For the convenience of subscribers, here's my weekend column about how Brexit and the election of Donald Trump represent the sudden collapse of a social contract in favour of globalisation. Tweaks won't be enough to rebuild it.
For the convenience of subscribers, here's my weekend column about how long term bond yields have risen sharply since Donald Trump's election, which is pushing up mortgage rates and the Government's borrowing costs just as it may have to start borrowing again and just as housing markets are cooling.
For the convenience of subscribers, here's my weekend column in which I say President Donald Trump could destabilise China's economy, unleash a new European financial crisis and push up global interest rates in a way that slows New Zealand's economy and makes mortgages more expensive.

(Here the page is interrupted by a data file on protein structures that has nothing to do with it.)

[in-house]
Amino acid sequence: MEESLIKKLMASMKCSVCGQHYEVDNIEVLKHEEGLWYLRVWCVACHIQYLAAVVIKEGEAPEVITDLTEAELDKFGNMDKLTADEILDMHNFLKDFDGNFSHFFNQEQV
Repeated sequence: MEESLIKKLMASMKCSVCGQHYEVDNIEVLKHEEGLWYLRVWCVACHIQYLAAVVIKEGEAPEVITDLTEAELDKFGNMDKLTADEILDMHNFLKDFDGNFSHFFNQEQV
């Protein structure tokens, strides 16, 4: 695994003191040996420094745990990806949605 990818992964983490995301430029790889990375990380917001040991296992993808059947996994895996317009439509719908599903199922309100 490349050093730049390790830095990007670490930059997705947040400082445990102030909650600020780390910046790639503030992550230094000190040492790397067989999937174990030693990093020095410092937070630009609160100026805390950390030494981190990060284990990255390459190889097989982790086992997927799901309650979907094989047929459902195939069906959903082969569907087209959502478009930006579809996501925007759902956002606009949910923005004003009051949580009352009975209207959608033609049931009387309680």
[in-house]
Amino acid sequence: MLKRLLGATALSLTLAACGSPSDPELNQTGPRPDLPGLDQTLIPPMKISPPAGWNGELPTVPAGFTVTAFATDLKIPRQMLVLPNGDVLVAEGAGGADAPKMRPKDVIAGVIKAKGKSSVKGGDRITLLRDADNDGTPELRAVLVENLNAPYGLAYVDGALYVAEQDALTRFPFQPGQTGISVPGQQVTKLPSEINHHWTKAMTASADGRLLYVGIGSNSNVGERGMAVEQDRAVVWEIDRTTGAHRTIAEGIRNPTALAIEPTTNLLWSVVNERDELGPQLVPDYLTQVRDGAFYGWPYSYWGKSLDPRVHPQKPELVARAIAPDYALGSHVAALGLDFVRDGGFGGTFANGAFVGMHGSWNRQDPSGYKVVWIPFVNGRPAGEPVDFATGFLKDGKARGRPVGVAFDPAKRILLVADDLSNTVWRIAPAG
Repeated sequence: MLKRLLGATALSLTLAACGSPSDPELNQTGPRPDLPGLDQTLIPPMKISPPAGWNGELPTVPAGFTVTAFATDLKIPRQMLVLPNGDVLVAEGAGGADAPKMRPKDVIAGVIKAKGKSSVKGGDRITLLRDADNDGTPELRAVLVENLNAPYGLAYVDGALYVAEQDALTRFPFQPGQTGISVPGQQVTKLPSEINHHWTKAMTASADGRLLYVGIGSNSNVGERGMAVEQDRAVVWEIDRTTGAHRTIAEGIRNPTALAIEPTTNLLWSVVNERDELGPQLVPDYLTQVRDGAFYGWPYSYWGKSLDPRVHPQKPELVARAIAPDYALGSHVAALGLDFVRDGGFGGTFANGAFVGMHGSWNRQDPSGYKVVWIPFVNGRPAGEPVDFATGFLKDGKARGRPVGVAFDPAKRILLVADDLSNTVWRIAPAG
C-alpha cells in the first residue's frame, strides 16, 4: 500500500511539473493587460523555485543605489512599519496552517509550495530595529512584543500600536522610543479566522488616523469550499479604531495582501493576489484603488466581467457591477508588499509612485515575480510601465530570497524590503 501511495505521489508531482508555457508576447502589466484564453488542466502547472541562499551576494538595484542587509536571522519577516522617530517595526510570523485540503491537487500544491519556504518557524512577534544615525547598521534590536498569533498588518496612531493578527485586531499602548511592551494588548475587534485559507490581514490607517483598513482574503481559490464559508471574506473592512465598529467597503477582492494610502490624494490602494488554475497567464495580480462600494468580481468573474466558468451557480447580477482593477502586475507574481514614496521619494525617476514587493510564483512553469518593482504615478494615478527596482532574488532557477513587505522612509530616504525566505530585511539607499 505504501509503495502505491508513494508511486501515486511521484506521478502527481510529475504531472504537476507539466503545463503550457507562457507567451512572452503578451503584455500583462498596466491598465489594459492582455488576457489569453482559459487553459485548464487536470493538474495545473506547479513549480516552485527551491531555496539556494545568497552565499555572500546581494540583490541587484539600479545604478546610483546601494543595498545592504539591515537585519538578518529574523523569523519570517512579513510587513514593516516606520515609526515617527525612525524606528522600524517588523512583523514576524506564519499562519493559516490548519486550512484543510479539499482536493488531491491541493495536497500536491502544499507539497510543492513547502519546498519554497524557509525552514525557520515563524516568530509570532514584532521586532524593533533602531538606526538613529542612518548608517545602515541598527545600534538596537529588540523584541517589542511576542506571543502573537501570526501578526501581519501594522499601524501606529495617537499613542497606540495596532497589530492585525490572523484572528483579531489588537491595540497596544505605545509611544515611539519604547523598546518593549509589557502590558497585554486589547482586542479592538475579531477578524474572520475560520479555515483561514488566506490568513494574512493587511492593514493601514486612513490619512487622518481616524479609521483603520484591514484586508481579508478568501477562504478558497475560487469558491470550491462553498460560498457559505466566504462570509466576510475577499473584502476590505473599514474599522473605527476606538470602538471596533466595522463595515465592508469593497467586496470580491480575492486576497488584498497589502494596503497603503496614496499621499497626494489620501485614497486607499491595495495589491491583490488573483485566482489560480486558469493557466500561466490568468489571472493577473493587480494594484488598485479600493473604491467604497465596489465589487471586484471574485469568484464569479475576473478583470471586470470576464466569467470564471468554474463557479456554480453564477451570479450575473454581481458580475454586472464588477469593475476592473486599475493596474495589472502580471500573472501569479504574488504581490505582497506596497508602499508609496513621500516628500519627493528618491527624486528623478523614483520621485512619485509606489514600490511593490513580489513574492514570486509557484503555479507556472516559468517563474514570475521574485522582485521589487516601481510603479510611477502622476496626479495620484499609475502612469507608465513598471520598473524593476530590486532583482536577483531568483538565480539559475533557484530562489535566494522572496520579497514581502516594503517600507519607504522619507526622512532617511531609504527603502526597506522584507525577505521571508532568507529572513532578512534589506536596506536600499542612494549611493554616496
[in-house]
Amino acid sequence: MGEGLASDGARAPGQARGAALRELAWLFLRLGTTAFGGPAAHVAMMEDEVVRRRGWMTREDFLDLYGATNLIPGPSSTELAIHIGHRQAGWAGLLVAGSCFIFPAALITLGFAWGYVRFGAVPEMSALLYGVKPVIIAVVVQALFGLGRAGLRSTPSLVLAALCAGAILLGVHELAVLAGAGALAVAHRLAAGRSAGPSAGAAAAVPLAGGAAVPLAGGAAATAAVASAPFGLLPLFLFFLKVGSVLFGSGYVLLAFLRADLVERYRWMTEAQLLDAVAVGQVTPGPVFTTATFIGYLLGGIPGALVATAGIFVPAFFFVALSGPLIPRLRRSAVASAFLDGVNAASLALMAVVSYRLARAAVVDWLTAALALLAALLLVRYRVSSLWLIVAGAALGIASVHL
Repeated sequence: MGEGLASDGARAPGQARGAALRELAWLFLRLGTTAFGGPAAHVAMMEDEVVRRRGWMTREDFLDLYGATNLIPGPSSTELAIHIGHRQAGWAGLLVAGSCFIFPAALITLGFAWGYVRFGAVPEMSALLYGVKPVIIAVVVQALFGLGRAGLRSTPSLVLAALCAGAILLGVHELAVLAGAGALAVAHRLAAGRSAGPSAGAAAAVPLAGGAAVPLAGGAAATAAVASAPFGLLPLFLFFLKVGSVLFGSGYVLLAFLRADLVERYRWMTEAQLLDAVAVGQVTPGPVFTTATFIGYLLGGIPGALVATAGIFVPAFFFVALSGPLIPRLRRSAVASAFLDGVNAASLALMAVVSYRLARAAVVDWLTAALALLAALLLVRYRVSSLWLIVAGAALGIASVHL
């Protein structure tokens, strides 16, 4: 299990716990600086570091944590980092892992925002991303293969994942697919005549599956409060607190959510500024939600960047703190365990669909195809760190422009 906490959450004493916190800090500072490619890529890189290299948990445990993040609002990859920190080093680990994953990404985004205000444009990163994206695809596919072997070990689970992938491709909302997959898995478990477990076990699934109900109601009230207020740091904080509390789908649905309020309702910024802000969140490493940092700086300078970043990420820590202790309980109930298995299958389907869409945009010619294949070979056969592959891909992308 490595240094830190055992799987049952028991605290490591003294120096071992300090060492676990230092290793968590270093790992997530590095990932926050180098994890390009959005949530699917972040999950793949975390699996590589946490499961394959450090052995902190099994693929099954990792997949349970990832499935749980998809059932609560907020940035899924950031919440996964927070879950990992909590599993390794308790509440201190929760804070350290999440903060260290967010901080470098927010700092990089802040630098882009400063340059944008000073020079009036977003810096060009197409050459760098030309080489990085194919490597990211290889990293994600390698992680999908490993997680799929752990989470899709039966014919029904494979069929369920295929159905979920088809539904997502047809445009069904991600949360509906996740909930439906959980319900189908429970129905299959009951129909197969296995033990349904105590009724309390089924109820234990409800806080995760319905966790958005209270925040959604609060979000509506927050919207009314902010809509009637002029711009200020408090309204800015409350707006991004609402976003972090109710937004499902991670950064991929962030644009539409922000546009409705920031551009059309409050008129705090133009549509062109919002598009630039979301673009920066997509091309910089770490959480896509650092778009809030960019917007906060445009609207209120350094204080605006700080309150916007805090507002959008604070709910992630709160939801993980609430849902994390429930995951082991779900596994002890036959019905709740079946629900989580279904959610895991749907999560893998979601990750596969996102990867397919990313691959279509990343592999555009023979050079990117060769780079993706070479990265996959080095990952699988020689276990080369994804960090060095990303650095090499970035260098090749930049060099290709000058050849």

Now the dust has settled somewhat on Donald Trump's shock win and the Reserve Bank's not-nearly-as-shocking rate cut, it's worth looking in more depth at what Graeme Wheeler said in his news conference and select committee appearances yesterday, and what the bank published in its Monetary Policy Statement. around issues ranging from the inflation outlook to apartment supply and a limit on debt to income multiples.
Normally I say 'Good Morning' on this line, but it's hard to write that in a world waking up to a President Donald J. Trump in tandem with a Republican-controlled House of Representatives and Senate.